I have been absent for several days. My humble apologies.
In some ways, I've felt as if I have nothing important to say. I have no major epiphanies, no major insights, and my summer so far (halfway gone now!) has passed by in such an uneventful manner that your IQs would decrease immensely if I were to blog about it here.
But I think today I may have something to report on. Today we attended church (two Sundays in a row!), and the service was titled "Freedom = Slavery". Usually, when I am listening to the pastor speak, I try to fit the sermon's message into a context that means something to me...because frankly, the Bible usually doesn't.
So, during the service, I began to think about everything I consider a freedom that might also be construed as an enslavement.
1. Food. So many supermarket choices to the point of stress.
2. Clothing. It's great that I get to wear what I want, but I am also limited by my gender, my age, my profession, etc., and the limitations that accompany each.
3. Speech. Yes, I can say what I want, but it comes with conditions.
4. Cell phone/cable service/insurance company etc. Ooh. Companies competing for my business, and I have the freedom to choose. Awesome. However, having freedom to make all these choices mean I have to research the best one. Suddenly, I am a slave to information.
And there are many more, I have no doubt. The issue is very complicated, because no, I don't want to give up my freedom. But, the word 'freedom' has lost its meaning, and people bandy it about meaninglessly. Here are two specific examples of how I am meeting 'freedom' head on.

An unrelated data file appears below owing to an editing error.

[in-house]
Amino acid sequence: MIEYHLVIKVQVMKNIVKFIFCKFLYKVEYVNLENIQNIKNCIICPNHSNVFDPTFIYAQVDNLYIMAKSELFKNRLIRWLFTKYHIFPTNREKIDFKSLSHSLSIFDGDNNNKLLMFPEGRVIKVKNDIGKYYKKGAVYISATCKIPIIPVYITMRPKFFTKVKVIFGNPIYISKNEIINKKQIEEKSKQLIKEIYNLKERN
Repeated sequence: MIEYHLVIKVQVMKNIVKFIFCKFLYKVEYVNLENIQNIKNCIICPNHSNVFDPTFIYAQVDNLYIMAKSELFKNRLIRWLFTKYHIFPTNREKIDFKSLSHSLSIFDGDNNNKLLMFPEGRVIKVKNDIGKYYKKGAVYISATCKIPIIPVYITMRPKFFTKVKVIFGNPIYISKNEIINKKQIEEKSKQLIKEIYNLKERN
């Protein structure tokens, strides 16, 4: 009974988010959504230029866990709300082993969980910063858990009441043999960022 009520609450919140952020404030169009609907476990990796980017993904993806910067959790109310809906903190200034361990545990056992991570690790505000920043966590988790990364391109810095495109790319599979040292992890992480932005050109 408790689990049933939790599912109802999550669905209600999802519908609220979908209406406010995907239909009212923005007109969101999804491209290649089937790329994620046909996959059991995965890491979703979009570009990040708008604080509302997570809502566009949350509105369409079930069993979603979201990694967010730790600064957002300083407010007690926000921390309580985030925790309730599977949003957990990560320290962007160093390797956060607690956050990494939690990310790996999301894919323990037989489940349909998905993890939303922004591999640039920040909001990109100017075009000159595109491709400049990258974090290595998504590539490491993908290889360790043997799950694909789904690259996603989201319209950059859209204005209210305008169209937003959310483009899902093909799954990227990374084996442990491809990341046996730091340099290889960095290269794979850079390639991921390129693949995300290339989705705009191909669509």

* We are back on the no-restaurant kick. First of all, we've spent far too much money on eating out. Second, Brent and I have not lost those extra pounds we gained in Alaska...so maybe omitting restaurants will provide the impetus for weight loss. It's time to get back in the kitchen and the habit of meal-planning. So, yes, we're taking back a little control of our nutritional health.
* While I've enjoyed the freedom of educating my children in the way I want, I have not taken full advantage of what that really means. As a public school educator, I always wondered what happened to students (especially males) between elementary (when they were so excited to learn) and high school (when they definitely were not). Now, as the parent of a middle school child, I knew. The non-rigor of a middle school classroom. My son had two study halls a day, which he did not need. He was a grade ahead in math, but was bored silly in some of his other classes. He was frustrated at the time he spent in a seat, all day long. He was frustrated by classmates who did not take academics seriously. Frankly, he was becoming mediocre. The public school system is set up to meet the needs of the students in the middle...not my son's.
And really, we have the time, we have the financial stability, we have the resources, why shouldn't/couldn't we do something about it? The laws here in America allow me considerable freedom to educate my child - so why am I letting someone else do it? It concerned me (now more than ever, really) that my son disappeared into a brick-and-mortar for eight hours a day, and I had no idea of exactly what happened in there, academically speaking.
And so, in light of all these questions and discussions and ruminations, it is very highly likely we will homeschool our oldest son next year. Who better to educate him than I and his father? I can't say what will happen for sure or how long we'll do it, it's just going to be one year at a time.
There, that's my bombshell. I've actually wanted to blog about it here several times in the last couple of weeks...but I wasn't feeling it. I don't know why. Perhaps admitting it here now really, truly makes it a reality...instead of a hypothetical situation.
Scary stuff, this being free thing.